(ii) Incorporate U.S. Government identification friend or foe 
(IFF) Modes 4 or 5;
    (iii) Implement active or passive ECCM used to counter acts of 
communication disruption (e.g., radios that incorporate HAVE QUICK 
I/II, SINCGARS, SATURN);
    (iv) Specially designed, rated, certified, or otherwise 
specified or described to be in compliance with U.S. Government 
NSTISSAM TEMPEST 1-92 standards or CNSSAM TEMPEST 01-02, to 
implement techniques to suppress compromising emanations of 
information bearing signals; or
    (v) Transmit voice or data signals specially designed to elude 
electromagnetic detection;
    (6) [Reserved]
    (7) Developmental electronic equipment or systems funded by the 
Department of Defense via contract or other funding authorization;


    Note 1 to paragraph (a)(7):  This paragraph does not control 
developmental electronic systems or equipment (a) in production, (b) 
determined to be subject to the EAR via a commodity jurisdiction 
determination (see Sec.  120.4 of this subchapter), or (c) 
identified in the relevant Department of Defense contract or other 
funding authorization as being developed for both civil and military 
applications.


    Note 2 to paragraph (a)(7): Note 1 does not apply to defense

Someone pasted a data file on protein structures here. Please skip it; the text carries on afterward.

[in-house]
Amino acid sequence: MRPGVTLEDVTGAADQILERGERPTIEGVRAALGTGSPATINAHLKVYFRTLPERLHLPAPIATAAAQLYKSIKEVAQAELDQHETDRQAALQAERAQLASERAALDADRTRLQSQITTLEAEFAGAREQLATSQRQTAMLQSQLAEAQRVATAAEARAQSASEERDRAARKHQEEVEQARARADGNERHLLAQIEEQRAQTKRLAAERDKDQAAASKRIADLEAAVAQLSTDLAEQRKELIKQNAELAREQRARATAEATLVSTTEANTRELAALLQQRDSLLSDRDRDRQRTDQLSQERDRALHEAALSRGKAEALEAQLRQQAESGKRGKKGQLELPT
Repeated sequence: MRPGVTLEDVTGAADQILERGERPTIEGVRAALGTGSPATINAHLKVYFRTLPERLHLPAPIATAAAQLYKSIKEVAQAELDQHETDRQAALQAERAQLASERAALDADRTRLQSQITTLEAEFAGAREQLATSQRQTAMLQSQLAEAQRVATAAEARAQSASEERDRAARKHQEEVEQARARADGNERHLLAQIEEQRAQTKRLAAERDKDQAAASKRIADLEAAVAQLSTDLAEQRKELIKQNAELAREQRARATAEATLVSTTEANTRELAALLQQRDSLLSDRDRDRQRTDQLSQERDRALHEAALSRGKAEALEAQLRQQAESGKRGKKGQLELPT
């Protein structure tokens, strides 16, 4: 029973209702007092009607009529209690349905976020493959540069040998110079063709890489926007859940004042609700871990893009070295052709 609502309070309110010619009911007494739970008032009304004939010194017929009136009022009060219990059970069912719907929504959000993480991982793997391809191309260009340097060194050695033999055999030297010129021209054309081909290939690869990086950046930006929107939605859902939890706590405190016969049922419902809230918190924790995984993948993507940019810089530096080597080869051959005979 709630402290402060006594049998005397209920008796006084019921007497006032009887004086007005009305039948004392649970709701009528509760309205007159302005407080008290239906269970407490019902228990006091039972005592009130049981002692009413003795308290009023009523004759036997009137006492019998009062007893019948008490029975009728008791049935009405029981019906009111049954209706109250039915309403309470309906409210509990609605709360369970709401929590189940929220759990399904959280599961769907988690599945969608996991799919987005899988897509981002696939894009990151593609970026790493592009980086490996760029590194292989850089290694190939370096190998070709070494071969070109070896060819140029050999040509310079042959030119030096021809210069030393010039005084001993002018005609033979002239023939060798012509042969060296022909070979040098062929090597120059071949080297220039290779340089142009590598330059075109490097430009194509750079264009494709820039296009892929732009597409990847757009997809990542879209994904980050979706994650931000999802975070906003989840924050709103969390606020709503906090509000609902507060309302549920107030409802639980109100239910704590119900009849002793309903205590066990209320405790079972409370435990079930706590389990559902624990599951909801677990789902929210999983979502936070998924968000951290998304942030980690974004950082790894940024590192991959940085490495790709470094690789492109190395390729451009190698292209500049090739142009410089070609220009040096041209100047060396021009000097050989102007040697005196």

articles enumerated on the USML, whether in production or 
development.


    Note 3 to paragraph (a)(7): This paragraph is applicable only to 
those contracts and funding authorizations that are dated one year 
or later following the publication of [insert name of final rule 
incorporating revision of USML Category XI].

    (8) Unattended ground sensor (UGS) systems or equipment having all 
of the following:
    (i) Automatic target detection;
    (ii) Automatic target tracking, classification, recognition, or 
identification;
    (iii) Self-forming or self-healing networks; and
    (iv) Self-localization for geo-locating targets;
    (9) Electronic sensor systems or equipment for non-acoustic anti-
submarine warfare (ASW) or mine warfare (e.g., magnetic anomaly 
detectors (MAD), electric-field, and electromagnetic induction);